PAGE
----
• Complete blood cell count and renal and liver function testing;
  • HLA-B*5701 testing if abacavir use is anticipated (see Table 9);
  • History of prior and current antiretroviral (ARV) drug use, including prior ARV use for prevention of perinatal transmission or treatment of HIV and history of adherence problems;
  • Results of prior and current ARV drug-resistance studies;
  • History of adverse effects or toxicities from prior ARV regimens;
  • Assessment of supportive care needs (e.g., mental health services, substance abuse treatment, smoking cessation), as well as support to help ensure lifelong antiretroviral therapy (ART);
  • Intimate partner violence-related screening and supportive care needs;
  • Referral of sexual partner(s) for HIV testing and ARV treatment or prophylaxis; and
  • Referral of children for HIV testing

The National Perinatal HIV Hotline

The National Perinatal HIV Hotline (888-448-8765) is a federally funded service providing free clinical consultation to providers caring for women living with HIV and their infants.

How Antiretrovirals Prevent Perinatal Transmission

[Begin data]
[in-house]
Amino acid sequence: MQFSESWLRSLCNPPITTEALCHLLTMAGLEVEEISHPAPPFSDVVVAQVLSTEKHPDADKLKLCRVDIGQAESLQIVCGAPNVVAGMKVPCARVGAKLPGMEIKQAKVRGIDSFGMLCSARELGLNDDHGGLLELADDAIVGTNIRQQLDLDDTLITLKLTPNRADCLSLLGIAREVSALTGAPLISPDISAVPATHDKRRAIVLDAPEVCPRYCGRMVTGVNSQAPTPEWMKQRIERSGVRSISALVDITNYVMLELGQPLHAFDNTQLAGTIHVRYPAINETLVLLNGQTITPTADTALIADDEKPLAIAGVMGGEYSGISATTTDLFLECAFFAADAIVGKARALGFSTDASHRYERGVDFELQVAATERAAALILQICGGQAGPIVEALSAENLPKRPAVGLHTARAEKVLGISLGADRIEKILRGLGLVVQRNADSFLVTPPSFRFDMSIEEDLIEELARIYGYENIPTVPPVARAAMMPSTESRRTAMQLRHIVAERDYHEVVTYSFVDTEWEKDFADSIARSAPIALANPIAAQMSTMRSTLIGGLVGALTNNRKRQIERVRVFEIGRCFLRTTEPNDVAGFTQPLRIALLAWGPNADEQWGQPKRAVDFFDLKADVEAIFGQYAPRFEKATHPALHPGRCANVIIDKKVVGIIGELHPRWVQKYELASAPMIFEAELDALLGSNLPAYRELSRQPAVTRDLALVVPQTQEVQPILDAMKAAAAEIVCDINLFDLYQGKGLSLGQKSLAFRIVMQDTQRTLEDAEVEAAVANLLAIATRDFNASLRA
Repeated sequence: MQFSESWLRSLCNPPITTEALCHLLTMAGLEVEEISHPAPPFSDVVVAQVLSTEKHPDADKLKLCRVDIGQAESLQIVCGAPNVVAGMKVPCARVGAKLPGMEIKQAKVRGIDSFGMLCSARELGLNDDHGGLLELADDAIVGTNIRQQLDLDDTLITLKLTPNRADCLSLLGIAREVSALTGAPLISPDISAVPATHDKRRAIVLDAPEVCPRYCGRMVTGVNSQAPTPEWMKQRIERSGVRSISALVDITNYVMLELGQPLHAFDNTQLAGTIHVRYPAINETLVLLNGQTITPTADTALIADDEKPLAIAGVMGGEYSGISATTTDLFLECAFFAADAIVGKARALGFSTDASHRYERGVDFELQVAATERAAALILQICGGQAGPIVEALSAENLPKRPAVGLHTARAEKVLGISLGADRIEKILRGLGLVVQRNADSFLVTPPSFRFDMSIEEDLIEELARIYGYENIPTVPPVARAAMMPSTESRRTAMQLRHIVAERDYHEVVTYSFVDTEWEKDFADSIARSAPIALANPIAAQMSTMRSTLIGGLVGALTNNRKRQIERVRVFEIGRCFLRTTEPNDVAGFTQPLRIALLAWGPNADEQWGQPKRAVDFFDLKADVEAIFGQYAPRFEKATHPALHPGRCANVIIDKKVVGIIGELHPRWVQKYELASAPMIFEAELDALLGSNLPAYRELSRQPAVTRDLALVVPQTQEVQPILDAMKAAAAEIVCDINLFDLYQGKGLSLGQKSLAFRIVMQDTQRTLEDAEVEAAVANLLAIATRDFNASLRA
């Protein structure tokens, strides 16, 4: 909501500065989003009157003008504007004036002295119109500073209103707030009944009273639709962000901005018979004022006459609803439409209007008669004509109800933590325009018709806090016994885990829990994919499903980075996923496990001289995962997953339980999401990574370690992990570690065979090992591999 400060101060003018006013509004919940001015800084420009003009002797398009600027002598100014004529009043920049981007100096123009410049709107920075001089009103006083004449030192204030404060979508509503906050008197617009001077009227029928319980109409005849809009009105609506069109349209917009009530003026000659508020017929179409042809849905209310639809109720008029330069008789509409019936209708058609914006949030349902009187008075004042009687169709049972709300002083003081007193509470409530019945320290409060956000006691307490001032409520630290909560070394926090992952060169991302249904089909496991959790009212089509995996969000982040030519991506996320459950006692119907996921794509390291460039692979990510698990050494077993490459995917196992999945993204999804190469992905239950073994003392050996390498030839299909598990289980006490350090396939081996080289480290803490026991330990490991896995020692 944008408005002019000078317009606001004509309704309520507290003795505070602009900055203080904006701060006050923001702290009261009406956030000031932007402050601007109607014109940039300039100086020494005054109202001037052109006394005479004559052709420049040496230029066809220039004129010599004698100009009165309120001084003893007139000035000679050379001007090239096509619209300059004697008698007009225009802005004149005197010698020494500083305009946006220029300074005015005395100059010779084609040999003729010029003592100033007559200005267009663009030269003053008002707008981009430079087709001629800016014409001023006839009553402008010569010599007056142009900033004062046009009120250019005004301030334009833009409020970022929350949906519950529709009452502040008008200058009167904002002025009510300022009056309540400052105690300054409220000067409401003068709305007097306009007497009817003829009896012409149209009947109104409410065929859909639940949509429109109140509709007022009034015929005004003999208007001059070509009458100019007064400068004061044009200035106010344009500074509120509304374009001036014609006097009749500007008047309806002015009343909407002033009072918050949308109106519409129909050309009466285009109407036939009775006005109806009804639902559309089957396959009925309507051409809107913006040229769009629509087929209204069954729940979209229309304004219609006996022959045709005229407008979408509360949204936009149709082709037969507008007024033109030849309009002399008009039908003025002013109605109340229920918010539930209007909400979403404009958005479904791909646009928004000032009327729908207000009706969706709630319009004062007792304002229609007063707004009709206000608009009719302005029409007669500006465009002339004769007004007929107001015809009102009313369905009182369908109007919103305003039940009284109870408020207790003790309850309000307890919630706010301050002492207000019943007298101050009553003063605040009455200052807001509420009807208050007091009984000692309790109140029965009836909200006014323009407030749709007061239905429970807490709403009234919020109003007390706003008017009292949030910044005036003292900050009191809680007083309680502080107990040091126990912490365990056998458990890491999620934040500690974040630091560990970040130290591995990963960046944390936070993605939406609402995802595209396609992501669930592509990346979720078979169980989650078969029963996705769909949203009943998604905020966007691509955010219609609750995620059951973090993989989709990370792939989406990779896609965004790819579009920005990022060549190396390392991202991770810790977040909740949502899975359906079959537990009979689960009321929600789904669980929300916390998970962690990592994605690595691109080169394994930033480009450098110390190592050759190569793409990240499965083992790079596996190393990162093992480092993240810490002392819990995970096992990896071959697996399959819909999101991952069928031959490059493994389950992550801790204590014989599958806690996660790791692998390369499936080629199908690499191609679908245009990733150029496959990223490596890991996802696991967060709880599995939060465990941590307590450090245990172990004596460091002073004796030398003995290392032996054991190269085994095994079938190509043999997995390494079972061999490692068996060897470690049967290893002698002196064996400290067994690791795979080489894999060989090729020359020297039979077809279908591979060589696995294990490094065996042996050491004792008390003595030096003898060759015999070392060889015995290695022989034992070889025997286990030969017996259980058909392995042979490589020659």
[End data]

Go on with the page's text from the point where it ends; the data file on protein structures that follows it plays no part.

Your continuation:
ARV drugs reduce the risk of perinatal transmission of HIV in all pregnant women, regardless of CD4 cell counts and HIV RNA levels. ARV drugs can reduce perinatal transmission through a number of mechanisms. Antenatal drug administration decreases maternal viral load in blood and genital secretions. Although the risk of perinatal transmission in women with undetectable plasma HIV RNA levels appears to be extremely low, it has been reported even among women on antiretroviral therapy (ART).5-7 Low-level cervicovaginal HIV RNA and DNA shedding has been detected even in women treated with ART who have undetectable plasma viral load.8-10 Penetration of ARV drugs into the female genital tract varies by drug.11-13,14 Because maternal viremia is not the only risk factor for HIV transmission, another important mechanism of protection is infant pre-exposure prophylaxis achieved by maternal administration of ARV drugs that cross the placenta and produce adequate systemic drug levels in the fetus. In addition, infant post-exposure prophylaxis is achieved by administering drugs to the infant after birth, providing protection from cell-free or cell-associated virus that may have entered the fetal/infant systemic circulation during labor and delivery. The importance of the pre- and post-exposure components of prophylaxis in reducing perinatal transmission is demonstrated by the reduced efficacy of interventions that involve administration of ARVs only during labor and/or to the newborns.15-21 Therefore, combined preconception ART, confirmation of antepartum plasma viral load suppression, scheduled surgical delivery (if indicated, based on most recent maternal plasma viral load), intrapartum continuation of current regimen with addition of intravenous zidovudine (if indicated, based on the most recent maternal plasma viral load), and infant ARV prophylaxis are all recommended to prevent perinatal transmission of HIV.